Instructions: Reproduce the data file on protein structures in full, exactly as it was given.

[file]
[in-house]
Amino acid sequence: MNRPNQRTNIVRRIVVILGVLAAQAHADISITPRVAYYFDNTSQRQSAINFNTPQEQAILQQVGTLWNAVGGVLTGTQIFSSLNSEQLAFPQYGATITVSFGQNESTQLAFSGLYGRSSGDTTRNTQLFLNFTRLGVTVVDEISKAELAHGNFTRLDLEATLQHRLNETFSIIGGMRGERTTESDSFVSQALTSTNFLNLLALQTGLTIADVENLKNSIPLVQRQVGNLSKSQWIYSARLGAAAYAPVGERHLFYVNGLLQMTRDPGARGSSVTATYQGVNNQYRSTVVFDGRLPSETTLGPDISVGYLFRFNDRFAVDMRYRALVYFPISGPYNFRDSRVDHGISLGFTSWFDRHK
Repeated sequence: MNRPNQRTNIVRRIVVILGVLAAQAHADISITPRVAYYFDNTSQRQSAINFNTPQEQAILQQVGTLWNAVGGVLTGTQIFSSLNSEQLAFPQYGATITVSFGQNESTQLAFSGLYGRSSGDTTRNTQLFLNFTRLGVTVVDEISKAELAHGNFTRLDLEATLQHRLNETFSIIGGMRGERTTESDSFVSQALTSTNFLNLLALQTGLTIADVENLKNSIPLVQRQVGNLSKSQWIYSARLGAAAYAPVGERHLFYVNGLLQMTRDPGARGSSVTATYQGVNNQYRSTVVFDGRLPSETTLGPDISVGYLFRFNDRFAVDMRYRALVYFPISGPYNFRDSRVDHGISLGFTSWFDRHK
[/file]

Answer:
[in-house]
Amino acid sequence: MNRPNQRTNIVRRIVVILGVLAAQAHADISITPRVAYYFDNTSQRQSAINFNTPQEQAILQQVGTLWNAVGGVLTGTQIFSSLNSEQLAFPQYGATITVSFGQNESTQLAFSGLYGRSSGDTTRNTQLFLNFTRLGVTVVDEISKAELAHGNFTRLDLEATLQHRLNETFSIIGGMRGERTTESDSFVSQALTSTNFLNLLALQTGLTIADVENLKNSIPLVQRQVGNLSKSQWIYSARLGAAAYAPVGERHLFYVNGLLQMTRDPGARGSSVTATYQGVNNQYRSTVVFDGRLPSETTLGPDISVGYLFRFNDRFAVDMRYRALVYFPISGPYNFRDSRVDHGISLGFTSWFDRHK
Repeated sequence: MNRPNQRTNIVRRIVVILGVLAAQAHADISITPRVAYYFDNTSQRQSAINFNTPQEQAILQQVGTLWNAVGGVLTGTQIFSSLNSEQLAFPQYGATITVSFGQNESTQLAFSGLYGRSSGDTTRNTQLFLNFTRLGVTVVDEISKAELAHGNFTRLDLEATLQHRLNETFSIIGGMRGERTTESDSFVSQALTSTNFLNLLALQTGLTIADVENLKNSIPLVQRQVGNLSKSQWIYSARLGAAAYAPVGERHLFYVNGLLQMTRDPGARGSSVTATYQGVNNQYRSTVVFDGRLPSETTLGPDISVGYLFRFNDRFAVDMRYRALVYFPISGPYNFRDSRVDHGISLGFTSWFDRHK